Choppers – they’re not fast, are they?


Choppers – they’re not fast, are they? They don’t handle, they don’t stop, you can’t hustle ’em along, they’re not comfortable, are they?

Well, it depends on the chopper, obviously. Yes, lots of chops do fit the description hereabouts, but not all of them – not the ones that Dan Death Custom Cycles build, for instance. Dan, the main man, is a big fan of Japanese-engined chops, although he’s happy to build and do work on Harley and Brit-engined customs too, and he’s swiftly earnt himself a reputation for putting together damn fast and damn good-looking chops based around, mainly, big Suzuki engines.

He’s a bit good with 1200 Bandit engines in particular, and has a thing about using them to build bikes that do a lot to dispel the supposition that choppers are slow, evil-handling, tarts’ handbags, that’re only good for puttering around slowly on and looking cool. His bikes do that too, don’t get me wrong, but they also take off like a scalded cat when you twist the throttle, and track straight and true through roundabouts and corners too.

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The bike you see before you started as an idea he’d had in his head for years (like many of us, he’s got hundreds of bikes whizzing around in his head, just waiting for the chance to be built) – he wanted to create a fast Jap 4 (as most DDCC bikes are!) that sat nicely, went round corners, stops well, is comfy for him on a long ride, and that he can ride fast; not a collection of qualities you’d normally associate with a chopper!

He opted for 17-inch wheels front and rear, something he’d not done before, always going for the more conventional 16 rear/21 front combo, as he’d always wondered how a chop’d behave with sports bike tyres. His daily workhorse-cum-winter hack at the time was the perfect donor bike – a MK1 1200 Bandit that he’d owned for years, with a motor that was an utter peach.

First things first, he built the frame and, knowing that the chop was going to be his only bike for a while, and that it was going to do a s*****ad of miles, he did a few things differently when building it. Firstly, he added an extra 25mm of width in the back to assist removal and installation of the rear wheel, servicing the rear brake, and chain and sprocket changes. He says he’d like to think one of the main differences between the bikes coming out of DDCC, compared to many other bike builders, is that his are for riding, not just for sitting in a show – don’t get him wrong, he’s not knocking people who build bikes to do that, it’s just not what he’s about.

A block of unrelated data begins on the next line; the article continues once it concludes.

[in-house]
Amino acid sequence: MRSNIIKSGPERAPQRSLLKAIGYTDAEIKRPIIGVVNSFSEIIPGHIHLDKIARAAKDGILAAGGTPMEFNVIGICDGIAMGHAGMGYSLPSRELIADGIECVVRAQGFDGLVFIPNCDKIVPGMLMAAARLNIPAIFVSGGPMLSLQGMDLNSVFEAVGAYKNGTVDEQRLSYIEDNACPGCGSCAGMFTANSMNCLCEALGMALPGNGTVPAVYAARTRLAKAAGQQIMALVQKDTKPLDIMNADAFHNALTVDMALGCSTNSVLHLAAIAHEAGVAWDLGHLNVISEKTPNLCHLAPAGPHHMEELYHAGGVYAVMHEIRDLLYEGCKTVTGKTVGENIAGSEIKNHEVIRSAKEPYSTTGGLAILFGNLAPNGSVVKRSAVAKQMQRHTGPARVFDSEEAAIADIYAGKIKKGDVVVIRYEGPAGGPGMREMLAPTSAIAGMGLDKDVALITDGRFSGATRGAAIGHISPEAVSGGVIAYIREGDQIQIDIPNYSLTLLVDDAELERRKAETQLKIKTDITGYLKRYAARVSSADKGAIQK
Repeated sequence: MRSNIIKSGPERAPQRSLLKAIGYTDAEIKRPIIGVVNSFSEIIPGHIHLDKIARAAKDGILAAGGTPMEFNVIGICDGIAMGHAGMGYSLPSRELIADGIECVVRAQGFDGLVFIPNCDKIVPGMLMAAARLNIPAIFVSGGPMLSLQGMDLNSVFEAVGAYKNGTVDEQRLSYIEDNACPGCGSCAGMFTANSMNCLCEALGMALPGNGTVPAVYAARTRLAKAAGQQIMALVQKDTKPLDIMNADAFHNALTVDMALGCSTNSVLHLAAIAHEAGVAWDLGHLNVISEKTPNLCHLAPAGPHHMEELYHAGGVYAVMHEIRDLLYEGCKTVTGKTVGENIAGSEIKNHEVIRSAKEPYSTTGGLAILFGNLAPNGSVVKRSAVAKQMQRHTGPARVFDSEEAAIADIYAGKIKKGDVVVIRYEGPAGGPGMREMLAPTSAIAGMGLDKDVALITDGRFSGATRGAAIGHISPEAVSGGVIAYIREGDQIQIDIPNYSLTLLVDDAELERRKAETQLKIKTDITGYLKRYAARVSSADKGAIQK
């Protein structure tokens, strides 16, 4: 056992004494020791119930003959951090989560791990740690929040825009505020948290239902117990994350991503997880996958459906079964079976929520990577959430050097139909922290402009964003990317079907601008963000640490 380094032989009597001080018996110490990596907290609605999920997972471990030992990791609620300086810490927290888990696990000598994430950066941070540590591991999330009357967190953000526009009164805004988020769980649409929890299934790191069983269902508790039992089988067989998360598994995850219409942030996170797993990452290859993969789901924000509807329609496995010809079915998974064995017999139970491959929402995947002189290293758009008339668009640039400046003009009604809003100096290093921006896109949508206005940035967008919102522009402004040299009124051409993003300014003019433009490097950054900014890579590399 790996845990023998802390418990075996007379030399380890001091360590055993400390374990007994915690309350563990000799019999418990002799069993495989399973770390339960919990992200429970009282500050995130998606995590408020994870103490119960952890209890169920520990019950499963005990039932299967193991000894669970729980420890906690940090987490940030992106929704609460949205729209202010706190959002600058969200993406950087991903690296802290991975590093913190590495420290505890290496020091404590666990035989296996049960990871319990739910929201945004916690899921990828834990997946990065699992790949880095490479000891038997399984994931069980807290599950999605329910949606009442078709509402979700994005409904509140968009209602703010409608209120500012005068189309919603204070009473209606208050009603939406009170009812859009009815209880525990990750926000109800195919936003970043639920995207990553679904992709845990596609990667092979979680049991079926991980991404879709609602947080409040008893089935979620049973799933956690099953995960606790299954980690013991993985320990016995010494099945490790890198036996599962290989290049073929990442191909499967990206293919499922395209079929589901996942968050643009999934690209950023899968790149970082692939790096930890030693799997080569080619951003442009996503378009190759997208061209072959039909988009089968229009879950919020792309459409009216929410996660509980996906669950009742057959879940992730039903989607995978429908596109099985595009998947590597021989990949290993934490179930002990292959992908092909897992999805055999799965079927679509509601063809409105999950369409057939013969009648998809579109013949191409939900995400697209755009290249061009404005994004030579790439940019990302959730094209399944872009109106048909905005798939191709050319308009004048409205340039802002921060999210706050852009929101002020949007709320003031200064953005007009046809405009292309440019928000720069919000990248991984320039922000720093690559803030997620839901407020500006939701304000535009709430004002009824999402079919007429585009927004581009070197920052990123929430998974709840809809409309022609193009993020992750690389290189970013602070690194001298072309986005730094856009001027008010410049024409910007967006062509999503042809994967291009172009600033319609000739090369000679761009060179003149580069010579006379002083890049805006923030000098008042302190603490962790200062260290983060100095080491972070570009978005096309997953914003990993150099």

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He went with a single downtube and 45 degrees of rake as he’d always loved the look of high headstock, long fork choppers, but he also wanted to keep the twin disc setup of the Bandit as decent brakes’ve always been a big thing for him. He did this by using aftermarket extended Electra-Glide sliders, fabricating brackets for the Suzuki’s four-pot calipers, and machining up a front wheel spindle to mate the Suzuki wheel to the H-D Showa forks.

High mid-controls were also a major factor for a bike for himself as he says he just can’t get on with forwards: “I’ve tried time and time again, but always go back to mids for better lower back comfort and control of the bike at speed.” The handlebar/riser setup is also another recurring theme of his personal builds – it looks cool and works well.

Read the full feature in the April edition of Back Street Heroes!

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